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If a company goes bankrupt, does the company still have to pay wages?

Seattle, WA |

Suppose a company owes seven months of unpaid wages to its employees but can't afford to pay any of it.

If the company declares bankruptcy and liquidating the company doesn't produce enough money to pay all of the wages, would the remaining wages simply be forgiven?

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Attorney answers 2


Wages have a higher priority than other debts. If the company has any assets to be liquidated in bankruptcy to pay its creditors, wages are paid first before any ordinary creditors get paid.

But paying the wages isn't based on a "first come, first paid" basis. They are paid on a pro-rata basis. Say the company owes a total of $10,000 in wages to 10 employees but only has $5,000 after its property has been liquidated. So the bankruptcy court will pay all 10 employees 50 cents on the dollar or $500 each.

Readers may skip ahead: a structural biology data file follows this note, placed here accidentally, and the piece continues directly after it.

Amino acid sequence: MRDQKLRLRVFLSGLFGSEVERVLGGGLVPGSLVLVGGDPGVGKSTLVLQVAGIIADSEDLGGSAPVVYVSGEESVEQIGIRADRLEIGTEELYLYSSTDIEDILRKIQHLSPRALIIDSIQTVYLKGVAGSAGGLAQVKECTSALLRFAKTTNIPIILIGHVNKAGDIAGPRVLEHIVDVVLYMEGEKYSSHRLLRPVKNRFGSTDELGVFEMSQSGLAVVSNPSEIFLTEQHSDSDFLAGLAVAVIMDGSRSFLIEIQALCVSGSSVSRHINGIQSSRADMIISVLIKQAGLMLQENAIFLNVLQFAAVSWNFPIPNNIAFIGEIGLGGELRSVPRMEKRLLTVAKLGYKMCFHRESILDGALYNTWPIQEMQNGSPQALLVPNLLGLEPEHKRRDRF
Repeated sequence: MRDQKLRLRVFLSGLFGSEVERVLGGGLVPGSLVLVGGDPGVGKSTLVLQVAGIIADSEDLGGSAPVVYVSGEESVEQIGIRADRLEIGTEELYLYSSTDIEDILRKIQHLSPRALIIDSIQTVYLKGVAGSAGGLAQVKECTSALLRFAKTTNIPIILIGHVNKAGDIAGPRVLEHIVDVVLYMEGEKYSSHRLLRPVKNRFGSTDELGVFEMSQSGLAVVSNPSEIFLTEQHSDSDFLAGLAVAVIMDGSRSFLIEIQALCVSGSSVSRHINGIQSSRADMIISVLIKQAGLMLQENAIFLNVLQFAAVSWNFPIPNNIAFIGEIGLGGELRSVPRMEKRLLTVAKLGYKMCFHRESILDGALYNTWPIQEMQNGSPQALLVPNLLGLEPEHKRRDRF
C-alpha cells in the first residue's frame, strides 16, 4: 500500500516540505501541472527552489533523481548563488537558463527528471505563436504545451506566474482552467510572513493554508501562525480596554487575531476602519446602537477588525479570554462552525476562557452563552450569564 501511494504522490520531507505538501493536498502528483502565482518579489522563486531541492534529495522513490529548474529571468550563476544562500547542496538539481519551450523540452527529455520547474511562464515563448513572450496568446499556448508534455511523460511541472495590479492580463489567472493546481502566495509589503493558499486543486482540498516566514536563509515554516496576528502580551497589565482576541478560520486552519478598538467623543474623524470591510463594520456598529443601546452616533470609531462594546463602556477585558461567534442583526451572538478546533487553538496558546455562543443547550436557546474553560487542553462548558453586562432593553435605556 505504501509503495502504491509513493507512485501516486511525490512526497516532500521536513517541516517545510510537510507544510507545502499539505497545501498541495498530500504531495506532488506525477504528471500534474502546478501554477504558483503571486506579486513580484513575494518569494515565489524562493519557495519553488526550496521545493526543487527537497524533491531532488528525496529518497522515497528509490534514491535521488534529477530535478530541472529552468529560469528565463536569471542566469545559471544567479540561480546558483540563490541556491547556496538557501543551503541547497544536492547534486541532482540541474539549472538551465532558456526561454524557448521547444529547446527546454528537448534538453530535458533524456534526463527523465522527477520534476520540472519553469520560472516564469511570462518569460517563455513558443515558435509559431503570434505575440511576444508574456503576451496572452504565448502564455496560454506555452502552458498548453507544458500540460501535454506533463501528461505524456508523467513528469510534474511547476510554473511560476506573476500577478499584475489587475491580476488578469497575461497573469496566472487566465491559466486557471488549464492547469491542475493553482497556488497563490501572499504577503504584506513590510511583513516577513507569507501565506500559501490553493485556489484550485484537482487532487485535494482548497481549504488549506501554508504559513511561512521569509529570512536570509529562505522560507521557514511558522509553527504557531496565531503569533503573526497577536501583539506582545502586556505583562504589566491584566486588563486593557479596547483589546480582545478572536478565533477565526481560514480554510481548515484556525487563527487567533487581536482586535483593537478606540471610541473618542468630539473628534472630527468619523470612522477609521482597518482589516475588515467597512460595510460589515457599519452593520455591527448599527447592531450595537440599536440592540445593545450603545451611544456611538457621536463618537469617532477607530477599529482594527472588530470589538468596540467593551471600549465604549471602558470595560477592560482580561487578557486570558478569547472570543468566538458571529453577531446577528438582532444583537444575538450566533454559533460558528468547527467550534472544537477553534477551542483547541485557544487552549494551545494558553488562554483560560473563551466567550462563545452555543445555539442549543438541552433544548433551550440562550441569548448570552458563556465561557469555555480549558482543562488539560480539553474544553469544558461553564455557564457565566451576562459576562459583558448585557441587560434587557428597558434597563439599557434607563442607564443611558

And yes, the balance owed to the employees is discharged or "forgiven". Who else is there to pay it?

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As discussed in the previous response, wages will generally have a higher priority than many other debts, if proceeds are available to make distributions. However, this higher "priority" of wages is limited to $10,950 and only on account of wages earned during the 180 days before the filing of the bankruptcy case. If more than $10,950 was earned within the 180 days, those claims will be treated as general unsecured claims on par with regular unsecured creditors. In addition, wages earned before the 180 days will also be treated as general unsecured claims on par with regular unsecured creditors.

In order to preserve the right to payment it may be necessary to take action in the bankruptcy case, including filing a proof of claim.

Mr. Traurig is a bankruptcy attorney licensed to practice in New York and New Jersey. His response here does not constitute legal advice and does not create an attorney/ client relationship. The response is in the form of legal education and is intended to provide general information about the matter in question. Many times the questioner may leave out details which would make the reply unsuitable. Mr. Traurig strongly advises the questioner to confer with an attorney in their own state to acquire more information about the specifics of their case.

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